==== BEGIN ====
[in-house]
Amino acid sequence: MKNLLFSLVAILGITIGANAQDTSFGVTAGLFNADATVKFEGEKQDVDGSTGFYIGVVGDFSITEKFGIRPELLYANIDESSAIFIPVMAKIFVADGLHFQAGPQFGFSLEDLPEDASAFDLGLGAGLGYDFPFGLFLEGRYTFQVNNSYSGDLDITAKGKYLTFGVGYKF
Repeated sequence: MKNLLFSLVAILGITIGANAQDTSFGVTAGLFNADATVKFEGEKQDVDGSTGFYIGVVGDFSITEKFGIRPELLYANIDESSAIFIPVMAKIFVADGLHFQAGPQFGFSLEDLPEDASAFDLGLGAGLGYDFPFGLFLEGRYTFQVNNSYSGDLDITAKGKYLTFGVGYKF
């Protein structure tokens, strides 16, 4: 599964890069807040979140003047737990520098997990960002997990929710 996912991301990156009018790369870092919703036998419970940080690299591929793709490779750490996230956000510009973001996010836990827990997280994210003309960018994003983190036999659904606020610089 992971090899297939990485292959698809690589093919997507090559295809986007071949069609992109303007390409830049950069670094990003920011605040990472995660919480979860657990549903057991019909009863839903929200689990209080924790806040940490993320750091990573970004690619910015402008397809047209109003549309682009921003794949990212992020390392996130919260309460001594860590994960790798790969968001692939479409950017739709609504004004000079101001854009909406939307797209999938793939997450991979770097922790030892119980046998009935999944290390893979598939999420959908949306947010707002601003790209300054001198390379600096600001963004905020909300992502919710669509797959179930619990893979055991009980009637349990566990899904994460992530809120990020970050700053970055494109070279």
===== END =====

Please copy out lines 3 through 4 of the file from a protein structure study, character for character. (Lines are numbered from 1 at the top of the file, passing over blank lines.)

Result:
Repeated sequence: MKNLLFSLVAILGITIGANAQDTSFGVTAGLFNADATVKFEGEKQDVDGSTGFYIGVVGDFSITEKFGIRPELLYANIDESSAIFIPVMAKIFVADGLHFQAGPQFGFSLEDLPEDASAFDLGLGAGLGYDFPFGLFLEGRYTFQVNNSYSGDLDITAKGKYLTFGVGYKF
């Protein structure tokens, strides 16, 4: 599964890069807040979140003047737990520098997990960002997990929710 996912991301990156009018790369870092919703036998419970940080690299591929793709490779750490996230956000510009973001996010836990827990997280994210003309960018994003983190036999659904606020610089 992971090899297939990485292959698809690589093919997507090559295809986007071949069609992109303007390409830049950069670094990003920011605040990472995660919480979860657990549903057991019909009863839903929200689990209080924790806040940490993320750091990573970004690619910015402008397809047209109003549309682009921003794949990212992020390392996130919260309460001594860590994960790798790969968001692939479409950017739709609504004004000079101001854009909406939307797209999938793939997450991979770097922790030892119980046998009935999944290390893979598939999420959908949306947010707002601003790209300054001198390379600096600001963004905020909300992502919710669509797959179930619990893979055991009980009637349990566990899904994460992530809120990020970050700053970055494109070279």